Netherlands passes opt-out organ donation law
by Xavier Symons | 17 Feb 2018 |
The Netherlands has joined Belgium and Spain in adopting “opt-out” organ donation legislation.
Earlier this week the Dutch parliament narrowly passed a bill that requires every person over the age of 18 to notify government officials if they do not want to be an organ donor.
All adults in the country not yet registered as donors will receive a letter asking if they want to donate their organs after death. Those who do not respond to the first letter, or to a second letter six weeks later, will be considered organ donors, although they can amend their status at any time.
The law is intended to reduce pressure on next-of-kin, who are often required to make decisions about organ donation on behalf of the deceased.
Yet critics of the bill complained that it puts too much authority in the hands of the government over what happens to a citizen after their death.
Bioethicist Wesley J Smith suggested that in some cases euthanasia “without request or consent” could be combined with presumed consent for organ donation: “a patient could very conceivably be both killed and harvested without having requested it”.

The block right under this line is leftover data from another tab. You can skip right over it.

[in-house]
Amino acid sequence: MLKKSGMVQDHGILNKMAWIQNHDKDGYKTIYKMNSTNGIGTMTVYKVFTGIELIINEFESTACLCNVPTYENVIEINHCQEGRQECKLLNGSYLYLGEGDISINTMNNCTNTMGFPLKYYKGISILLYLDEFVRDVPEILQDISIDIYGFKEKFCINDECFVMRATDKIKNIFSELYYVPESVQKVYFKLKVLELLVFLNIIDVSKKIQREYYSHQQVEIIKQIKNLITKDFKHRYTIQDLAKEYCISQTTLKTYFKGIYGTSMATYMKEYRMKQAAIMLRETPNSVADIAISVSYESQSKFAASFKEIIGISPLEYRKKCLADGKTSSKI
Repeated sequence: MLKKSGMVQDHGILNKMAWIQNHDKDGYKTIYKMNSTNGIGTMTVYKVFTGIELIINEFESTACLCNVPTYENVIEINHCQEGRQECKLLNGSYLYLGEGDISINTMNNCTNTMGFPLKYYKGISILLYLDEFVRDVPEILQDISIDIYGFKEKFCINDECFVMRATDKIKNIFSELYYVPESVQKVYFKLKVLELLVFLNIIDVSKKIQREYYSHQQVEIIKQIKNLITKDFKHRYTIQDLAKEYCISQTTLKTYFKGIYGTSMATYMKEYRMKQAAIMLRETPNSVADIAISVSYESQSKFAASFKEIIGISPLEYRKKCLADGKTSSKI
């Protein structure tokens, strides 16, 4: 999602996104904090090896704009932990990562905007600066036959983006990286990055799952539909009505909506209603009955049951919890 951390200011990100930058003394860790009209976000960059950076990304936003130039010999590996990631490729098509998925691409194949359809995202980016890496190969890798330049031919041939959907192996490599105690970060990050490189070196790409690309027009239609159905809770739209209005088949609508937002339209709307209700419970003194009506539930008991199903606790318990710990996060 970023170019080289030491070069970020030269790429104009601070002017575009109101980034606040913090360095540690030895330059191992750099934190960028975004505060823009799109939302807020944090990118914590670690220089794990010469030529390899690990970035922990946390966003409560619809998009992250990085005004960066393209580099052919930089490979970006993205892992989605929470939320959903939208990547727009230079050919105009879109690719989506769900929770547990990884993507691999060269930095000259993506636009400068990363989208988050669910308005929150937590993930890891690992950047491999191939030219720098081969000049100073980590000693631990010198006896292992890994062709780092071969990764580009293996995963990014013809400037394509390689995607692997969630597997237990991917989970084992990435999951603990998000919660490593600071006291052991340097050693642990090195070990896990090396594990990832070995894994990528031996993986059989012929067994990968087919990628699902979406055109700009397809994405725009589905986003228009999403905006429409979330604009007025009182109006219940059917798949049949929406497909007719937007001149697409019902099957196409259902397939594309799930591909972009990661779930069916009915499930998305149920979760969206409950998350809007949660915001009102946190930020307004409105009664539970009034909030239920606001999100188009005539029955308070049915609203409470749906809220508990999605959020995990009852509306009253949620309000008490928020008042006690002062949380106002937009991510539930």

The law is expected to be implemented in 2020.
Saturday, February 17, 2018
Last year the London Telegraph ran a travel article about Belgium, “10 reasons why Belgium is not as boring as you think”. A bit patronising, right?
Personally, I’d never call a country which has dared to legalise euthanasia boring. Anything but. This is a defiant poke in the eye to hundreds of years of Western civilisation. Whether you agree with Belgium’s regime of legalised euthanasia or not, it is a wildly exciting experiment in disrupting established social norms.
The latest news is that a whistleblower has accused the country’s euthanasia commission of breaking the law, muzzling dissent, and packing the commission with euthanasia practitioners. In other countries this would be called corruption. The whistleblower's letter to the Belgian Parliament is a searing indictment of a respected institution. You would think that the Belgian media would be baying for blood.
Nope. It was an American news agency, Associated Press, which broke the story. As far as I can see, it has been reported around the world, but not in Belgium. It’s a funny kind of journalism which ignores such a big story. Perhaps the media there believes that Belgium really is as boring as you think. Or perhaps they are in the pocket of the euthanasia lobby.
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